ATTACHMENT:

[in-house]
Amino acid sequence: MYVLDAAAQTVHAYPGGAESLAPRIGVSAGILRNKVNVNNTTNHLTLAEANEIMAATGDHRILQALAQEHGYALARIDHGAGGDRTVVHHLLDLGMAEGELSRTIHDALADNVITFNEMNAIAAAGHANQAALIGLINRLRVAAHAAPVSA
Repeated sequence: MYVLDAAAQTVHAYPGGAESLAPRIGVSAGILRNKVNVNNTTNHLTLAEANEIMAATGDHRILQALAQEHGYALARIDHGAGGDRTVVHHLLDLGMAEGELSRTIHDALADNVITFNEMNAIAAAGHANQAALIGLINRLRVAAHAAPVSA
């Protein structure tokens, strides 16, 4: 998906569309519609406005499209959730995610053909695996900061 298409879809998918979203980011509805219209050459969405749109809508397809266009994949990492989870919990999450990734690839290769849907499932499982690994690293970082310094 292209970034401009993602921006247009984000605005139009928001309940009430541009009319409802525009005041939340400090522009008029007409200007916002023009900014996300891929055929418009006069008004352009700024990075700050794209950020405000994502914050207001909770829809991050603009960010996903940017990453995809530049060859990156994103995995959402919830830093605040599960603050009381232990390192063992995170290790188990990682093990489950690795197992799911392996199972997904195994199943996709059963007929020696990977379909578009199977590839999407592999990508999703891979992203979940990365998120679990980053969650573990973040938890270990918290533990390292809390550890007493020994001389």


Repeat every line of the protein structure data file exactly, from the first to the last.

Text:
[in-house]
Amino acid sequence: MYVLDAAAQTVHAYPGGAESLAPRIGVSAGILRNKVNVNNTTNHLTLAEANEIMAATGDHRILQALAQEHGYALARIDHGAGGDRTVVHHLLDLGMAEGELSRTIHDALADNVITFNEMNAIAAAGHANQAALIGLINRLRVAAHAAPVSA
Repeated sequence: MYVLDAAAQTVHAYPGGAESLAPRIGVSAGILRNKVNVNNTTNHLTLAEANEIMAATGDHRILQALAQEHGYALARIDHGAGGDRTVVHHLLDLGMAEGELSRTIHDALADNVITFNEMNAIAAAGHANQAALIGLINRLRVAAHAAPVSA
């Protein structure tokens, strides 16, 4: 998906569309519609406005499209959730995610053909695996900061 298409879809998918979203980011509805219209050459969405749109809508397809266009994949990492989870919990999450990734690839290769849907499932499982690994690293970082310094 292209970034401009993602921006247009984000605005139009928001309940009430541009009319409802525009005041939340400090522009008029007409200007916002023009900014996300891929055929418009006069008004352009700024990075700050794209950020405000994502914050207001909770829809991050603009960010996903940017990453995809530049060859990156994103995995959402919830830093605040599960603050009381232990390192063992995170290790188990990682093990489950690795197992799911392996199972997904195994199943996709059963007929020696990977379909578009199977590839999407592999990508999703891979992203979940990365998120679990980053969650573990973040938890270990918290533990390292809390550890007493020994001389």